When the final buzzer sounds, it doesn’t matter who had the momentum—all that matters are the numbers on the scoreboard.
And for Duke, it was basic math: 13 is greater than 12.
The Blue Devils squeaked past Maryland 13-12 Sunday at Koskinen Stadium in Durham on the back of a game-sealing save from Duke goalie Sophia LeRose as time expired. After rolling to a win in its first round matchup against Mount St. Mary's and despite its higher seeding, Duke found itself in a battle Sunday afternoon against a Maryland program that’s advanced to 11 straight Final Fours. But after a season of close losses, the Blue Devils turned a corner in this matchup and showed that they can deliver when it matters most.
“I'm so proud of our kids,” Duke head coach Kerstin Kimel said. “And for us, having been out of the tournament since 2016, it's such a testament to how hard our kids have worked, how hard they competed. At this time of the year, it's all about survive and advance. And that last 15 minutes was not the prettiest version of lacrosse that we can play. But it was enough to win. And I'll take it.”
With 1:28 to play, the Blue Devils had their backs against the wall, despite maintaining a narrow one-goal lead. The Terrapins were on a 5-0 run over the last 13 minutes and Duke hadn’t found the back of the net since the 20:45 mark of the second period. It was the most important draw control of the game, but Duke’s normally dominant draw-control specialist Maddie Jenner had never quite found her groove in the circle.
After a bit of scrum in the fight for possession on the draw, Jenner came up with the ball and all Duke needed to do now was run out the clock. But Maryland had other plans.
The next minute for the Blue Devils consisted of a pair of timeouts and running from the Maryland defenders, but eventually the hounding defense was too much, and the Terrapins got their turnover and quickly turned their attention to finding that game-tying score, hoping to send this one to overtime.
So, with 26.8 seconds between them and advancing to its first NCAA tournament quarterfinals since 2015, all Duke needed was a stop. And as she has so often this season, LeRose stepped up to the challenge.
The Blue Devil defense held Maryland without a look until the very last second, but anything can happen in the NCAA tournament. A flurry of bodies flashed in front of LeRose as Maryland’s breakout sophomore Libby May got a shot off milliseconds before time expired. But as the final buzzer sounded, you didn’t see the ball in the back of the net—it was arcing high in the air off its collision with the stick of LeRose.
The game was over. The Blue Devils had won and celebrated accordingly, swarming the field and mobbing LeRose.
“We just knew we had to stop that ball and do whatever we could to stop that ball,” LeRose said. “I wasn't even expecting that shot, but at the same time with 10 seconds left, we were ready for anything. Collectively as a unit, we were so locked in and were able to make that stop at the end. It's a great feeling.”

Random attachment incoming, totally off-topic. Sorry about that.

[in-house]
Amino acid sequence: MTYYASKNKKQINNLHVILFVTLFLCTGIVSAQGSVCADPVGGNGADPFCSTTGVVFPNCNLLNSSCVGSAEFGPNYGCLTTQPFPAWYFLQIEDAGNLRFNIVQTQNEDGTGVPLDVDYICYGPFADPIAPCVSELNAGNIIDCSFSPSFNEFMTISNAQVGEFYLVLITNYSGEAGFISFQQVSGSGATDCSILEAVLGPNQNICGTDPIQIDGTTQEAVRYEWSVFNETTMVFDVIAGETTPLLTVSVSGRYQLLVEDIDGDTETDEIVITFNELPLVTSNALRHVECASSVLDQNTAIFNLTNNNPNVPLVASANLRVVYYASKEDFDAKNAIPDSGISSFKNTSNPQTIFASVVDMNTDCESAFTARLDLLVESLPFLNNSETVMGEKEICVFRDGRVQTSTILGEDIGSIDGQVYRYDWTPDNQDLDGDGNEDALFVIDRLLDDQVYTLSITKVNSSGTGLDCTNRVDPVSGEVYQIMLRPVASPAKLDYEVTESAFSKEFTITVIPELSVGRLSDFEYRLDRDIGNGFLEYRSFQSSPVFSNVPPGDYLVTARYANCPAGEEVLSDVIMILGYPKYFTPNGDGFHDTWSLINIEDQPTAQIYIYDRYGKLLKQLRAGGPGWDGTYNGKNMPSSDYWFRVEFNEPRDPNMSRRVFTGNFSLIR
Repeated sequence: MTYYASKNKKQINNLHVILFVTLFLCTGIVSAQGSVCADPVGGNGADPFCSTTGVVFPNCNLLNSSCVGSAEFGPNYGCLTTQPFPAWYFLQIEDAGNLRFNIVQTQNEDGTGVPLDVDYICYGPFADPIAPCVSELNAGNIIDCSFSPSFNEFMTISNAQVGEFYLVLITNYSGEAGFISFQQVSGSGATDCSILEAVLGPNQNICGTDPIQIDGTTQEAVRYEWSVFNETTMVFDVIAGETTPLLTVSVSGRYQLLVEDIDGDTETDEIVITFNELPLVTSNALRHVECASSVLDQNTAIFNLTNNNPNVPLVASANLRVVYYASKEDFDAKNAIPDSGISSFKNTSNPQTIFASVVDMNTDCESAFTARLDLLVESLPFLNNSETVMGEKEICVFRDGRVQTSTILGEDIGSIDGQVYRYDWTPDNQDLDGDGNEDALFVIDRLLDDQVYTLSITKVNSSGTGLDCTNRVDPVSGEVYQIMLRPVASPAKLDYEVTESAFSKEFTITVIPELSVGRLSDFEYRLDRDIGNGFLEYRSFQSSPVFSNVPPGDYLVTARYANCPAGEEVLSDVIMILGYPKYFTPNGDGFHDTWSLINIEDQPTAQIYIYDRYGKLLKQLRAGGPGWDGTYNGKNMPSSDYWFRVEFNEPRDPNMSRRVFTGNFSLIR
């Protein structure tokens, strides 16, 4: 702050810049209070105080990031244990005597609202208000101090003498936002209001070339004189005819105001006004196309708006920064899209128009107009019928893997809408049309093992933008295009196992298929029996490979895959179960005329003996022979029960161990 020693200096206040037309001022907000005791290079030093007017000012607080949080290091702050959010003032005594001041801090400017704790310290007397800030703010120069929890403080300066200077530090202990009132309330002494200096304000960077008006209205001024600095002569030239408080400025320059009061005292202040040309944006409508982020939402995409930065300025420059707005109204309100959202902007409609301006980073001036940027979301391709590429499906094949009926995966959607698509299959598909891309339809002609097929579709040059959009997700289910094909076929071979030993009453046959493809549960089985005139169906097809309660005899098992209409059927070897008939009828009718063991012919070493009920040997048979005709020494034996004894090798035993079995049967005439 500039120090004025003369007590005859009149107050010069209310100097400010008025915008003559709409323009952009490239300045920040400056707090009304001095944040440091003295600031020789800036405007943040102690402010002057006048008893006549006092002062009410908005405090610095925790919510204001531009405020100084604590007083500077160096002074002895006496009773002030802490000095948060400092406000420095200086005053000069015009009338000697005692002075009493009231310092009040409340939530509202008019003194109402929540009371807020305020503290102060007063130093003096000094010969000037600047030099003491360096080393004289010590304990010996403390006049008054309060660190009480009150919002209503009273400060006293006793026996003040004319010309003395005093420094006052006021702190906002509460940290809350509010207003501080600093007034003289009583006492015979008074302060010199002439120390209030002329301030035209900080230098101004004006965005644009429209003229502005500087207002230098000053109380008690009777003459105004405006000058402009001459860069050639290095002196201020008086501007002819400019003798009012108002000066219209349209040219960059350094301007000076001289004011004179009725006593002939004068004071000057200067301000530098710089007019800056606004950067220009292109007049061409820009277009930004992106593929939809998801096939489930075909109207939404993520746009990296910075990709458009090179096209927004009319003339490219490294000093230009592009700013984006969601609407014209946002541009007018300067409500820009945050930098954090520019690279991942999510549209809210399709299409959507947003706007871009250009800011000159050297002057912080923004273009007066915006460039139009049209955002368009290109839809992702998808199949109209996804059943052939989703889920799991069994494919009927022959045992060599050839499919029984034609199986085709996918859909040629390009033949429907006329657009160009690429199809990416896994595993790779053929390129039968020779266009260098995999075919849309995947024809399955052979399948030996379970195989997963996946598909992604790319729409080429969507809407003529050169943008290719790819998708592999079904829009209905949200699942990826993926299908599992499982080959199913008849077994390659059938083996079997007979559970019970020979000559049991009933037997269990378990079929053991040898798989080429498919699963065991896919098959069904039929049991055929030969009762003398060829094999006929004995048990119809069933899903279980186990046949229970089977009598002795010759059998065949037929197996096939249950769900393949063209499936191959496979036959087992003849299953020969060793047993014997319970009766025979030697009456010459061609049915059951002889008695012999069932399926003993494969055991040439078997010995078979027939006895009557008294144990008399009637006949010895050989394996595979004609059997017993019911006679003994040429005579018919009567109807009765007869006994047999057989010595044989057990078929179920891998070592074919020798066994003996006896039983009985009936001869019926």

For much of the afternoon, though, it didn’t look like it was going to come down to the closing seconds, and the Blue Devils had found themselves in position to cruise to a win against the Terrapins, a team they hadn’t played since May 2014 and hadn’t beaten since February of 2012. After a back-and-forth affair for much of the first half, the Blue Devils had begun to find some separation in the last couple minutes of the period, with freshman Katie DeSimone continuing her hot streak from the previous game and graduate transfer Gabby Rosenzweig adding to her tournament experience with a score.
The beginning of the second half was much of the same, with the Blue Devils opening the scoring with a pair of goals, one of them from DeSimone, who finished with a career-high-tying four goals in this match. A Maryland goal provided a brief interlude to the run of goals from Duke, but the Blue Devils responded with two of their own, with Catriona Barry’s score with just under 21 minutes to go proving to be the winning goal for Duke. So despite the lull in offense and the ensuing run of Maryland goals, the Blue Devils stayed strong.
“They just believed in themselves the whole game,” Kimel said of her team. “No one ever was down. No one was ever worried. They just stayed focused and kept going.”
And in relaying what she told DeSimone in an earlier conversation, Kimel said, “'This is why you came here. And remember what this feels like because this is where we belong every year.'”
It’s games like this where the grit of a program shows through and that’s precisely what the Blue Devils displayed today. That no matter how hard things get, there is a way to win. And now that Duke has found itself on the right side of a one-goal win, you can be sure that it’ll continue to seek out this feeling.
But the season isn’t over just yet, and the Blue Devils’ most important game remains in front of them. Duke will get almost a week of rest before heading to Evanston, Ill., to take on No. 2 seed Northwestern at 1 p.m. May 22. The last time these two matched up was in the shortened 2020 season, when a Blue Devil comeback attempt fell just short against the Wildcats, ending in a 24-20 loss. But after knocking out the defending champions, Duke will be coming into this one with confidence.
“Coach Kimel keeps saying, ‘Keep throwing the first punch, throw the hammer down,’ and that's our mindset going into the next game,” DeSimone said. “Looking forward to Northwestern, we are chasing after a national championship and that has been our whole goal. We've stuck together this whole season and we're gonna continue to do so in the following week.”
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